Last week, Liberal MP Ralph Goodale sent out an attack-tweet reminding everyone that, when the matter was before Parliament in 2005, federal Conservative leader Andrew Scheer said he was staunchly opposed to legalizing same-sex marriage.
The clip was edited slightly — for those who didn’t look it up in Hansard: when Scheer drew an analogy between marriage and the number of legs on a dog, he was quoting Abraham Lincoln — but, fundamentally, this is a fair attack. Reminding voters about past performance in the Commons chamber is entry-level politics. If the Tories didn’t have a plan ready for something like this, Scheer should fire everyone working for him.
But what’s good for the goose is good for the gander, and it’s worth noting that the Liberals may also want to avoid a trip down memory lane.
For starters, there’s the awkward fact that Goodale himself voted against marriage equality in 1995 and 1999. For context, by May 1999, the Supreme Court of Canada was already ruling that same-sex couples were entitled to spousal-support benefits under family law, even if it hadn’t yet formally legalized same-sex marriage. It was that decision that prompted Goodale and 215 other MPs to vote for an opposition motion reasserting that marriage was still exclusively for heterosexual couples. Anyone could read the writing on the wall as far as the judicial interpretation of the Charter went, but only 55 MPs voted for equal rights in 1999.
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Ah, but at least the Liberals could see which way things were going a few years later, right? Well, sort of. In one of his last acts as prime minister, Jean Chrétien submitted for the Supreme Court’s review a draft bill that legalized equal marriage in federal law and included three questions about the constitutionality of the law that would become Bill C-38, the Civil Marriage Act. On its own, this is normal: the Supreme Court is periodically asked to review major changes in legislation to ensure that they comply with the Constitution and the Charter.
But then the struggle for LGBTQ rights came up against intra-party Liberal politics and a looming election. In December 2003, Paul Martin succeeded Chrétien, and one of his first acts was to punt on one of Chrétien’s last by adding a fourth question to the court reference. The first three were clear legal questions that asked the court to check the legislation in question and decide whether religious officiants would be compelled to perform marriage ceremonies against the doctrines of their faith; Martin’s addition — which essentially asked whether laws keeping marriage exclusively for heterosexuals could survive the Charter — was redundant and unnecessary, given how lower courts had already ruled on the matter.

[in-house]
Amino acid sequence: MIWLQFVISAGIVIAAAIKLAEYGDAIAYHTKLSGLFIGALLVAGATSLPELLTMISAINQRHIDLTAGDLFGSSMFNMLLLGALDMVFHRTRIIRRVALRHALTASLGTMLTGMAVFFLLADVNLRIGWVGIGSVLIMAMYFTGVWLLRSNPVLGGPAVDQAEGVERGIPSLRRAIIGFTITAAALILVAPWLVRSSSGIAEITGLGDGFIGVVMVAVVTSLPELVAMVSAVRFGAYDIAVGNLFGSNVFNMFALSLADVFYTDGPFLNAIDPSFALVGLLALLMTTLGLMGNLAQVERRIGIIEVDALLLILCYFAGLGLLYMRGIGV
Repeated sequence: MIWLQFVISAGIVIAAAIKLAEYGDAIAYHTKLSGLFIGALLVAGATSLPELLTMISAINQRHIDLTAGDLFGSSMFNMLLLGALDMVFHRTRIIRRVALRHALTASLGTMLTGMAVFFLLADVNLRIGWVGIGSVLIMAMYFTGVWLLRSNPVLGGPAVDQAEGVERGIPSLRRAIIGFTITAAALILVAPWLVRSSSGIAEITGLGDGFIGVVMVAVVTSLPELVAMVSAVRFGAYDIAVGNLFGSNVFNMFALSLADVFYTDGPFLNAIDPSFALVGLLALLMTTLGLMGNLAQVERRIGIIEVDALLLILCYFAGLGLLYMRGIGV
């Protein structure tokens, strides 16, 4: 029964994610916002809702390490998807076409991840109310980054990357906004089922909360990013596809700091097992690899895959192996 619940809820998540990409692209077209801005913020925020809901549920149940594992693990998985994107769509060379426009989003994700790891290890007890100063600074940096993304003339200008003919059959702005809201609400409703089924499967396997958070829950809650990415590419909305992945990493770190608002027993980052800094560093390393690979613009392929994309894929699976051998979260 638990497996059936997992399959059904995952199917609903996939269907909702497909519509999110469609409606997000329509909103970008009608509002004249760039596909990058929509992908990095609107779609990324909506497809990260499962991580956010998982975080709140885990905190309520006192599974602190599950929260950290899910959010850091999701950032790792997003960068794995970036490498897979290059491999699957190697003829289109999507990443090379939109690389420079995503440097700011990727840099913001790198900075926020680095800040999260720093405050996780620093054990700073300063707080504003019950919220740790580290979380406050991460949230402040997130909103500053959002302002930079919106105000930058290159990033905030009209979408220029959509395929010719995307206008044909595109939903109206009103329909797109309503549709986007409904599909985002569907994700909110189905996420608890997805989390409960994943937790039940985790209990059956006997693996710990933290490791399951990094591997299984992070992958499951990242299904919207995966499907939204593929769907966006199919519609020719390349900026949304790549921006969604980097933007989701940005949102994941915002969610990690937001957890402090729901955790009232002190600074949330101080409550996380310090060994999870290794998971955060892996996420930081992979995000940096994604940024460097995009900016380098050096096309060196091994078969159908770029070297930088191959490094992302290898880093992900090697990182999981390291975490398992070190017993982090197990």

The motivation for it was obvious to observers at the time: by adding a fourth question after the reference process had already begun, Martin was trying to delay any Supreme Court decision on marriage equality until after the 2004 spring election. Using the country’s highest court to stall legislation because you don’t want to answer questions about it during a campaign is many things — but it is absolutely not a profile in courage.
As Grant Huscroft, then a professor of law at Western University and now a justice of the Ontario Court of Appeal, wrote of Martin’s tactic: “The government’s performance was disingenuous, to say the least. It pretended that same-sex marriage was a judicial issue even as it proposed to legislate, and attempted to rely on the reference proceedings for political cover.”
Martin didn’t even get an answer from the court: it declined to answer the fourth question and reminded the government that there were real people’s lives at stake — people who had relied on the decisions of lower courts to make life-changing decisions.
“[T]he parties to previous litigation have now relied upon the finality of the judgments they obtained through the court process. In the circumstances, their vested rights outweigh any benefit accruing from an answer to Question 4,” the court said. In other words: don’t ask us questions we can’t answer without adding legal ambiguity to the lives of people who are just trying to be happy.
None of this means that there were no heroes in Canada’s battles for marriage equality. The court’s decision serves as a reminder of who they were. In court cases across the country, LGBTQ families fought their governments at both the provincial and federal levels simply to get the state to stop discriminating against them. Even as they were winning in court, they had to fight foot-dragging from governments that knew better.
The Canada we live in is the Canada they helped make, and if you feel the need to be on anyone’s side, choose theirs. Not all the fights have been won yet.